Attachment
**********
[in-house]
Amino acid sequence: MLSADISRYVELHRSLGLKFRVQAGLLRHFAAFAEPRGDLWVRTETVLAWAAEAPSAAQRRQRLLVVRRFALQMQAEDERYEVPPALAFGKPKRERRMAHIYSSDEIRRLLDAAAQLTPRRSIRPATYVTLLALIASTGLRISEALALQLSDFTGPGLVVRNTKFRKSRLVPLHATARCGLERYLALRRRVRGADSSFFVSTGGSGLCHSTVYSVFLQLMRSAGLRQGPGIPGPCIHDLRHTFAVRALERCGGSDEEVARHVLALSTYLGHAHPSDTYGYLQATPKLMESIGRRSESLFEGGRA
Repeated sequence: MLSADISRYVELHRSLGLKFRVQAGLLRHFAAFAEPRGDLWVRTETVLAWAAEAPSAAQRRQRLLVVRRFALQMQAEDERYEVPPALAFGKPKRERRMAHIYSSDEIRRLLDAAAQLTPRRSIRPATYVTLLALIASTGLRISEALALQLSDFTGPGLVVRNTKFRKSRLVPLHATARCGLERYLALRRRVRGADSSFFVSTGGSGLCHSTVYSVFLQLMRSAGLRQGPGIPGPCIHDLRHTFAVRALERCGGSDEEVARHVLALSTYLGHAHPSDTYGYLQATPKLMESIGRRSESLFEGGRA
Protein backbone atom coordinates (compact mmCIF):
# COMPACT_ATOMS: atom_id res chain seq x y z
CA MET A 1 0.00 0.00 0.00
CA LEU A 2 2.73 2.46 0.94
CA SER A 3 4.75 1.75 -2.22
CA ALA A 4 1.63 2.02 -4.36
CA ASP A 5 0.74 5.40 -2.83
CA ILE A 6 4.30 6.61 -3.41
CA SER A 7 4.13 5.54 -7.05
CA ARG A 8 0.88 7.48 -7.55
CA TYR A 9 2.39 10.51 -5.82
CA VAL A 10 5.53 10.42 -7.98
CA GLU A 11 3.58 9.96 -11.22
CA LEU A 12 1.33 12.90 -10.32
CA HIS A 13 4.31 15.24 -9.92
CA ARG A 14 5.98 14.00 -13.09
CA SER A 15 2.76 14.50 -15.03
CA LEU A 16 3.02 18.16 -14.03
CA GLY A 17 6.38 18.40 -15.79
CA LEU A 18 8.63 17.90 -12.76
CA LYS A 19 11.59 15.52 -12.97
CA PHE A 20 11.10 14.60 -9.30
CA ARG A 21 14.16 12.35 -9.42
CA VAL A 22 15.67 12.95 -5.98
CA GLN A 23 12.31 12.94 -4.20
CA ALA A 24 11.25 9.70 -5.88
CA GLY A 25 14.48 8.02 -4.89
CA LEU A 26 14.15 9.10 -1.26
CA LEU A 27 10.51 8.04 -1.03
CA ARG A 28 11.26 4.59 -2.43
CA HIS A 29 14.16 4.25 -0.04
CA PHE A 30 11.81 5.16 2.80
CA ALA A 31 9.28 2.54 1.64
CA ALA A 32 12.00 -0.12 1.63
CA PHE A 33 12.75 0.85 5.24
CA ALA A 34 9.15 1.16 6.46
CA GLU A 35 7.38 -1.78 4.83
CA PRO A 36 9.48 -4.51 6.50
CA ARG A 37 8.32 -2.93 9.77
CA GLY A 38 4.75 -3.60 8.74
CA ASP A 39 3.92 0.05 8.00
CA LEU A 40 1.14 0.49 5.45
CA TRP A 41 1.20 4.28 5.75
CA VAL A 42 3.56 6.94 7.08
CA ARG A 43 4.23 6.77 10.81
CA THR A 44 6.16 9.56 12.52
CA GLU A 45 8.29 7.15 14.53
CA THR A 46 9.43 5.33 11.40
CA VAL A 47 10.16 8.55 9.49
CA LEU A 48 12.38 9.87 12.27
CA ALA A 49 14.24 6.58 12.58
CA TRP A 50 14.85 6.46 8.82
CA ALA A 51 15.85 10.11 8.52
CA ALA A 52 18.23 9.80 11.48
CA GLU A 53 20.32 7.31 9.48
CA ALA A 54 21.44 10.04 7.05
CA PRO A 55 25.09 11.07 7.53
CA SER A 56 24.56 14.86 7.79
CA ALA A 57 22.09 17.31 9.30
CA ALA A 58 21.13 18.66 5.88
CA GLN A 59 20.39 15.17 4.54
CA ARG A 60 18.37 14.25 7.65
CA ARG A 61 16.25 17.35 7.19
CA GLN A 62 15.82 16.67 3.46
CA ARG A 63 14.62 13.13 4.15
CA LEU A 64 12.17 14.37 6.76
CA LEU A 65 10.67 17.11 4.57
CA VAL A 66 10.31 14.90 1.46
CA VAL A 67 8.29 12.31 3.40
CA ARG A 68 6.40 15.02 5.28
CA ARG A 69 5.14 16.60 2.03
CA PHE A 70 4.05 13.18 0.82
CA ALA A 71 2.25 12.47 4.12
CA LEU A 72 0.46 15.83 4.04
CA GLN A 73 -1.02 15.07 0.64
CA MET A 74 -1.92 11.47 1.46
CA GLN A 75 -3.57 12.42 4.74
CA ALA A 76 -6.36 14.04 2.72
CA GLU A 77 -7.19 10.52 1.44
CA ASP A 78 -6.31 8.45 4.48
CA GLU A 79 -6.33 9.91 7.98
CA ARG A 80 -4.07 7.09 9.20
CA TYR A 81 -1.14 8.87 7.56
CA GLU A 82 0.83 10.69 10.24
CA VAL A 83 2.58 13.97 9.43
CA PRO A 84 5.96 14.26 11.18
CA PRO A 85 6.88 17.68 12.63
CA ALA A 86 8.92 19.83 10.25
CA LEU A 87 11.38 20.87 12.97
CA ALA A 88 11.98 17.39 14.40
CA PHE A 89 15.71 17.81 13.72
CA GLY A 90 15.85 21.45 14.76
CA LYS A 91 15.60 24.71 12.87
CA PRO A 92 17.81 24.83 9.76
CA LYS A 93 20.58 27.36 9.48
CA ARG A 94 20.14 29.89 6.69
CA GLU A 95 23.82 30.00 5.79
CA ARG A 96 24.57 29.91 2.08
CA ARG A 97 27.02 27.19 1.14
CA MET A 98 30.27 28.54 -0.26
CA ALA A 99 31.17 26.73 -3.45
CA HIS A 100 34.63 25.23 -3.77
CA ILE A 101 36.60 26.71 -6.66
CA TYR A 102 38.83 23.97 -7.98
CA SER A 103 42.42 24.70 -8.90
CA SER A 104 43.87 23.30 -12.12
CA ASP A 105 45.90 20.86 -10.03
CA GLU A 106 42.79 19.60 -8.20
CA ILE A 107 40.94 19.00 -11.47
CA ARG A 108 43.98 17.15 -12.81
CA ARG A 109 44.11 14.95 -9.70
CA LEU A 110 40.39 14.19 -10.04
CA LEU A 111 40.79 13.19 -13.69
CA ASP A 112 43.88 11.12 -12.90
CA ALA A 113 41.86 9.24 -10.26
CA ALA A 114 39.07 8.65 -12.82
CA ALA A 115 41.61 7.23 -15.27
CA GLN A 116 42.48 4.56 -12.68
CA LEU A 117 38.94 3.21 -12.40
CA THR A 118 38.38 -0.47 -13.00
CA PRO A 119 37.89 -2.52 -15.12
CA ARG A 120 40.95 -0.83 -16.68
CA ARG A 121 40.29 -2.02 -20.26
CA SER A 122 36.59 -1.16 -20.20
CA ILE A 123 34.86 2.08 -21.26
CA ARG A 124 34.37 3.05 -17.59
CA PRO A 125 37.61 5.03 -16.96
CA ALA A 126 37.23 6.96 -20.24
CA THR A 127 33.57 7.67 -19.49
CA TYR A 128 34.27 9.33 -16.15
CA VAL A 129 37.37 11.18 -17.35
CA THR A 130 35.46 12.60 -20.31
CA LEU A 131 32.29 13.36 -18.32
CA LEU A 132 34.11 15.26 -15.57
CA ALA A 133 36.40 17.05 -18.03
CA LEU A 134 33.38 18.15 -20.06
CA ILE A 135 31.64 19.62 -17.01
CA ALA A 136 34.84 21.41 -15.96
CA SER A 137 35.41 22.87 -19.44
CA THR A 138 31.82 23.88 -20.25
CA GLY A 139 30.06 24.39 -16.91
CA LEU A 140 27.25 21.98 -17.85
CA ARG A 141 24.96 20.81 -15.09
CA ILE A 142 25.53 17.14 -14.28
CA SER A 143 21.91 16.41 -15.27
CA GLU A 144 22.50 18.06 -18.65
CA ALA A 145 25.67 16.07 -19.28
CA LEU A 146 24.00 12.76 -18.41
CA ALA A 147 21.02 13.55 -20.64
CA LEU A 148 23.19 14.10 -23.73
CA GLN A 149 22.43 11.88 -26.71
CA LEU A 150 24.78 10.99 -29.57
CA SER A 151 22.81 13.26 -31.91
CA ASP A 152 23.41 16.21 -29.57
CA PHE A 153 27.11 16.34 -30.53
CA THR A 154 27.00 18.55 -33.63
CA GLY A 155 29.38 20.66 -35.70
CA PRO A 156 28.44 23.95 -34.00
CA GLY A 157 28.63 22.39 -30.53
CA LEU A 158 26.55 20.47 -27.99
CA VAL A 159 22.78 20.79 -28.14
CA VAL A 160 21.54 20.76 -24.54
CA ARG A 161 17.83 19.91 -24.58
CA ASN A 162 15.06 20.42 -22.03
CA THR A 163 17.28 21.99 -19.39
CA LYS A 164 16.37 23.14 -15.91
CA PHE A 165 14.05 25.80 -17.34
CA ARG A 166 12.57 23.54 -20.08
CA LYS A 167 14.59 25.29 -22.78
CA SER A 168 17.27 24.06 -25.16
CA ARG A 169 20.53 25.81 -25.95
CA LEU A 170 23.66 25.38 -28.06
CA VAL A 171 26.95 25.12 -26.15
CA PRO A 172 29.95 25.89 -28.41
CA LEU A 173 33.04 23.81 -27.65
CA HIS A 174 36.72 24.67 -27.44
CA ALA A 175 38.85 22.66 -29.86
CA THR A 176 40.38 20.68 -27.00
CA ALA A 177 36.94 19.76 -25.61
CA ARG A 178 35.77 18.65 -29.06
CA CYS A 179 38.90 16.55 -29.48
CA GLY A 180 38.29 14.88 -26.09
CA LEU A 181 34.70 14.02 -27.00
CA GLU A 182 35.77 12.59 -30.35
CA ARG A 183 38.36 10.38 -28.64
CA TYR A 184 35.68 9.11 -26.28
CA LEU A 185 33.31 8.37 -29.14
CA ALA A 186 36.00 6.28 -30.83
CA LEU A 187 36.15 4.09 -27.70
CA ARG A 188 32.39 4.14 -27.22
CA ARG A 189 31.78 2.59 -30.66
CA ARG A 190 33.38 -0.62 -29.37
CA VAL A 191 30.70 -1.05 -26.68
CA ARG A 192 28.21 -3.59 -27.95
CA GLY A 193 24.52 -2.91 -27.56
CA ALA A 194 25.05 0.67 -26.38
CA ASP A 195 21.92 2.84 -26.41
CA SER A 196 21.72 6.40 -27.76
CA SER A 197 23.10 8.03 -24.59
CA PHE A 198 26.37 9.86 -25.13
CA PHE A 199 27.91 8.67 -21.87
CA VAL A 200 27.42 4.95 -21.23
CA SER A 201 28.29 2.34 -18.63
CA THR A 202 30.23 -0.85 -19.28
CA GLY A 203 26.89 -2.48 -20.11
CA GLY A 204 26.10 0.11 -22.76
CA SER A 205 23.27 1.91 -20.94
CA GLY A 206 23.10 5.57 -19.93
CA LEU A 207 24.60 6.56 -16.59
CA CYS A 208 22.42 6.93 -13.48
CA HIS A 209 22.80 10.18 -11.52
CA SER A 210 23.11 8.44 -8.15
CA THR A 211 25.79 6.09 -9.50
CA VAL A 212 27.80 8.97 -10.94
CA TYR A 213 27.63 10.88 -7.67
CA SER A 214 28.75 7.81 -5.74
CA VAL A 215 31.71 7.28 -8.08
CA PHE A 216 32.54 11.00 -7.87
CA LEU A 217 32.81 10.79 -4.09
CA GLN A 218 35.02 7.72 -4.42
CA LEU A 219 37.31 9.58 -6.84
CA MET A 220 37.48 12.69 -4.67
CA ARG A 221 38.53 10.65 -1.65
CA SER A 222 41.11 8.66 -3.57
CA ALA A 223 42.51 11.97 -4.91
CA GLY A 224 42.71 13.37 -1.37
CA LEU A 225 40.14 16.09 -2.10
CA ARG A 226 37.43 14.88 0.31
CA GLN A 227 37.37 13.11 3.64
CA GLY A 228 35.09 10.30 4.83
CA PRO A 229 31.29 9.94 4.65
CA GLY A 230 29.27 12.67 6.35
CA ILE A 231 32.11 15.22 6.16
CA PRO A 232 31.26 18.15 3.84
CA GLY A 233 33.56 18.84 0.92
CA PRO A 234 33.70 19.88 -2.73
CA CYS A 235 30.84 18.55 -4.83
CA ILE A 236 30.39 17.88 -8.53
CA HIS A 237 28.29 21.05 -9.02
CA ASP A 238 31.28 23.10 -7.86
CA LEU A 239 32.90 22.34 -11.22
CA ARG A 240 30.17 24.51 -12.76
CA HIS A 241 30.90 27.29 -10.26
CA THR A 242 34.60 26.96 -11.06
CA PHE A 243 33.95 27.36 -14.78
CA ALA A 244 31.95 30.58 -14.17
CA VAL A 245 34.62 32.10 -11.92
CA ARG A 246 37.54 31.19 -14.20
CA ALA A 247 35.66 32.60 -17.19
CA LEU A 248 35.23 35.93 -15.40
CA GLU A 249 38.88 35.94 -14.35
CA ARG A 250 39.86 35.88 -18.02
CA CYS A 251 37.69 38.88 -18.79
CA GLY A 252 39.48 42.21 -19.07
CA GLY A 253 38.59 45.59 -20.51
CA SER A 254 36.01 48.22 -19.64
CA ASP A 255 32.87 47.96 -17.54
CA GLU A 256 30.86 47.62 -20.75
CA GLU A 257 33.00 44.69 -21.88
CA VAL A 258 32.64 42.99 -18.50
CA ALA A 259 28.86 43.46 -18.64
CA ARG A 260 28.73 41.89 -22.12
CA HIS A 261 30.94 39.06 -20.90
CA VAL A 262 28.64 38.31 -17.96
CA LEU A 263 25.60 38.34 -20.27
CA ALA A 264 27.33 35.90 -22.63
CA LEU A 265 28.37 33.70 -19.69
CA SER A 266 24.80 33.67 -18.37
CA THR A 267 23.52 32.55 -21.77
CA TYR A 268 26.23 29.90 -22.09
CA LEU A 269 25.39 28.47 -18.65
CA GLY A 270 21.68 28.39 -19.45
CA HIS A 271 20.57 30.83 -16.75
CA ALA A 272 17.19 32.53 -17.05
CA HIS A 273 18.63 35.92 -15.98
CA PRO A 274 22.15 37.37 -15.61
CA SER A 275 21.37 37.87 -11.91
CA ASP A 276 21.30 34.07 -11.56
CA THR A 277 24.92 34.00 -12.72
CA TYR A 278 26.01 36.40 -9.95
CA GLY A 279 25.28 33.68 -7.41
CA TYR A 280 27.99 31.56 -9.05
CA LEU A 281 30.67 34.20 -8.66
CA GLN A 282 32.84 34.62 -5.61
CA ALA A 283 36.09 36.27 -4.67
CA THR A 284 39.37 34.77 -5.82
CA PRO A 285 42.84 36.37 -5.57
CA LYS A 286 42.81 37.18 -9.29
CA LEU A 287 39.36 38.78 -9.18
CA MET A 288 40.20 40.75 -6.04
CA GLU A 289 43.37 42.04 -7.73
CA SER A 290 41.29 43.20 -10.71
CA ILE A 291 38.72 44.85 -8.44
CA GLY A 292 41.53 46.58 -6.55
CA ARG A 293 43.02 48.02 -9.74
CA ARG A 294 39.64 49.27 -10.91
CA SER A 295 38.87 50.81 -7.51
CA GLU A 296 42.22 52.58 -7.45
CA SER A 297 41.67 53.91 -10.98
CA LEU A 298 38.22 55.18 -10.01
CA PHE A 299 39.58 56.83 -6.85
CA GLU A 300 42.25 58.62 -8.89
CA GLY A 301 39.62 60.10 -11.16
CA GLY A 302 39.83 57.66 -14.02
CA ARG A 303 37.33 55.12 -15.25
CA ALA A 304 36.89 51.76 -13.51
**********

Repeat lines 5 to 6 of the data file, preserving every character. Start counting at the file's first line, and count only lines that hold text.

# COMPACT_ATOMS: atom_id res chain seq x y z
CA MET A 1 0.00 0.00 0.00